Charles W. Thayer

Charles W. Thayer
United States Minister to Afghanistan
Acting, as chargé d'affaires
In office
June 6, 1942 – July 2, 1942
President Franklin D. Roosevelt
Preceded by Louis G. Dreyfus
Succeeded by Cornelius Engert
Personal details
Born (1910-02-09)February 9, 1910
Villanova, Pennsylvania, US
Died August 27, 1969(1969-08-27) (aged 59)
Salzburg, Austria
Nationality United States
Occupation Diplomat, author, target of McCarthyism

Charles W. Thayer (February 9, 1910 – August 27, 1969) was an American diplomat and author. He was an expert on Soviet-American relations and headed the Voice of America.

Early years

Charles Wheeler Thayer was born in Villanova, Pennsylvania,[1] the son of George Chapman Thayer, a shipbuilding engineer, and Gertrude May Wheeler Thayer.[2] He attended St. Paul's School and the U.S. Military Academy, where he played polo,[3] and graduated in 1933. He served for a few months as a cavalry lieutenant.

Foreign Service career

Thayer went to the Soviet Union to study Russian and won a position at the newly opened American Embassy in Moscow, first as personal secretary to Ambassador William Bullitt (a friend of Thayer's father) and then as Embassy Secretary.[4][5] He taught a group of Russian cavalrymen to play polo so the Americans and Soviets could play "a hard-fought, clean, friendly match",[6] and an embassy official recalled his "youthful exuberance" and "ready wit".[7]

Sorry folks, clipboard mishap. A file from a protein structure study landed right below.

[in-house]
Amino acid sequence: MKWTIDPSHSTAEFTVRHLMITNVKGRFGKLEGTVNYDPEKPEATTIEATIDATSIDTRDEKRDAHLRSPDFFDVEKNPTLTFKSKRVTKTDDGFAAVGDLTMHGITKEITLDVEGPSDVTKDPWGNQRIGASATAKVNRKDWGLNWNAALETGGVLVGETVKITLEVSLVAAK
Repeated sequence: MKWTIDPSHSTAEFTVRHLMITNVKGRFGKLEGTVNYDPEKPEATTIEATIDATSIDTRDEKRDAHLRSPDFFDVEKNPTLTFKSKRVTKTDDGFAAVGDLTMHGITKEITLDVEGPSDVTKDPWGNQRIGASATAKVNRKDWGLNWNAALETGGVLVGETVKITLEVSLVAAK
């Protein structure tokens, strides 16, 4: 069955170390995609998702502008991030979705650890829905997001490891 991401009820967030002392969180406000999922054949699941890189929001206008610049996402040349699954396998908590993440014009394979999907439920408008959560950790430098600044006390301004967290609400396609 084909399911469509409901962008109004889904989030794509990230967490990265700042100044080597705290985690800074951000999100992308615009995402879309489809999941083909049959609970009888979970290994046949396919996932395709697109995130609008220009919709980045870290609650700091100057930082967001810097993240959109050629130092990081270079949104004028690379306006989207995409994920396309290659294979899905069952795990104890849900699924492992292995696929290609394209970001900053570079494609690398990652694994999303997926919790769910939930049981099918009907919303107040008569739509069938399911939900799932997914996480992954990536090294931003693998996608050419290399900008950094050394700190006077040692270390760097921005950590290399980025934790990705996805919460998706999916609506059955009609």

His sister Avis Howard Thayer visited him during his Moscow posting and met Charles E. Bohlen, with whom Thayer shared an apartment. She later married Bohlen, who served as American Ambassador to the Soviet Union from 1953 to 1957.[7]

In 1937, Thayer became a Foreign Service Officer, after passing his exams.[1] In 1942, he was appointed chargé d'affaires in Kabul, Afghanistan in 1942.[8] He was assigned for a time to the Office of Strategic Services (OSS), a forerunner of the Central Intelligence Agency (CIA), in Belgrade.[7] Thayer served in London on the European Advisors Committee which drafted the German terms of surrender at the end of World War II.[7]

He attended the Naval War College for a year at the end of the war.[7][9] After the war, Thayer headed the OSS in Austria and served in 1946 on the Joint United States-Soviet Commission on Korea.[7][10] He played a key role in developing the secret Office of Policy Coordination, later merged into the CIA, to counter and destabilize the Soviets (including its clandestine recruitment of former Nazis and collaborators for paramilitary operations).[11]